Behind the Scenes

Ann Arbor Public Schools have continued to provide for students in spite of its virtual format.



Nikolai Tang is handed his books from a southern window at CHS. Gretchen Eby, CHS secretary, was on the other side of the window. “We still have a lot of books to check out, but most of the students came and got the books that they needed,” Davis said.

In the hours after Gov. Gretchen Whitmer announced the first two official Covid-19 cases and declared a state of emergency, the AAPS and CHS administrators planned a massive resource rollout. Now, nearly a year since, administrators and teachers alike have distributed, approximately, 16,650 laptops and iPads along with 850,000 meals to its nearly 18,000 students.

Kevin Davis, the community assistant at CHS, was pivotal in this effort. More specifically, Davis, formerly known for patrolling the halls of CHS and the restaurants in Kerrytown, assumed the role of delivering devices to students — a job which, according to him, was unlike any other he had taken before.

The process began last March for Davis. Upon learning of the change to virtual learning, he first assessed the school’s technology reserves for students in need and in the Individualized Learning Center (ILC) students. Then, he contacted and personally delivered laptops and hotspots to families across the city, carrying up to 10 laptops with him at any given time.

In an effort to minimize unnecessary contact and potential transmission of Covid-19, Davis often left books and other school supplies on students’ porches. The more valuable laptops and hotspots, though, Davis had to physically hand to students. This requirement created an increasingly familiar ethical dilemma with practical challenges for him.

For example, if Davis were to deliver supplies to a family — and they weren’t wearing masks — in accordance with school policy, he was not permitted to approach them. Thus, he found himself setting up computers and hotspots on students’ porches in an especially rainy Michigan spring. Additionally, prepping hotspots outside jeopardized the WiFi connection quality.

As the 2019-2020 school year came to a close, Davis became more engaged in the district-wide distribution efforts, which were to take place at the Balas Administration Building at the end of summer. Throughout the multi-week effort, AAPS served thousands of students and their families.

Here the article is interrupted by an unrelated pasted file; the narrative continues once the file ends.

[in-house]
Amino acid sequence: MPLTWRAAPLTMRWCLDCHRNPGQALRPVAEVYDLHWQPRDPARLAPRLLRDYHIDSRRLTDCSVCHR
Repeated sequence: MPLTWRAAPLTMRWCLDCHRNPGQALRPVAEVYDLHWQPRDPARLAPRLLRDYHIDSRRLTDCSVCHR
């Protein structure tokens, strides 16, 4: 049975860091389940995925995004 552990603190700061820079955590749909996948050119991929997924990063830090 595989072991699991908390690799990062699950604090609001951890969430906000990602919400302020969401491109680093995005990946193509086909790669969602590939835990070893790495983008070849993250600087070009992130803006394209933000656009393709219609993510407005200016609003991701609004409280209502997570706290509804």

Simultaneously, Davis also orchestrated the school supplies pick-up at CHS; he handed out a kit, complete with index cards, textbooks and colored pencils, to nearly all 530 students. In doing so, he was able to meet new students and see familiar faces, albeit through masks and social distancing.

“That was when it got really stressful,” Davis said with a laugh. “I just thought, ‘I don’t get paid enough for this.’”

In fulfilling this role, Davis navigated CHS classrooms filled with towers of books and hallways marked with dots to encourage proper social distancing.

“It’s a really eerie feeling being in the building with no students,” Davis said. “But it’s hard enough doing so many Zoom meetings we do in a day, so it’s a welcome break. It’s great to see students showing up and saying hello.”

One of those students was CHS freshman Sadie Todd. A self-described “control freak,” Todd attributed her relentless note-keeping and resilience as the primary characteristics that allowed her to navigate her first semester as a high schooler and her book pick up.

“At first, I struggled with it” Todd said. “I’m one of those people who tries not to ask for help because I know there are people who need more help than I do.”

However, Todd quickly had trouble with her internet. For instance, Todd’s entire family is often on Zoom while she attended school, which rendered the connection to her virtual classroom unstable. With her camera off, she sat waiting for the video and audio to catch up, and all the while, she knew she was missing out. She knew she was missing out on in-person education. She also knew she was missing out on invaluable social exchanges.

Todd has turned to her forum to substitute for this vacancy. In her first few months in the Mankad Forum, she found relief in laughing with her fellow forum members and getting to know one another. With time to discuss the “dystopian, nightmarish” news cycle, but also stable and comforting topics, Todd found a balance.

“I’ve been so angry about everything,” Todd said. “But [in forum] we actually have real conversations, like real people.”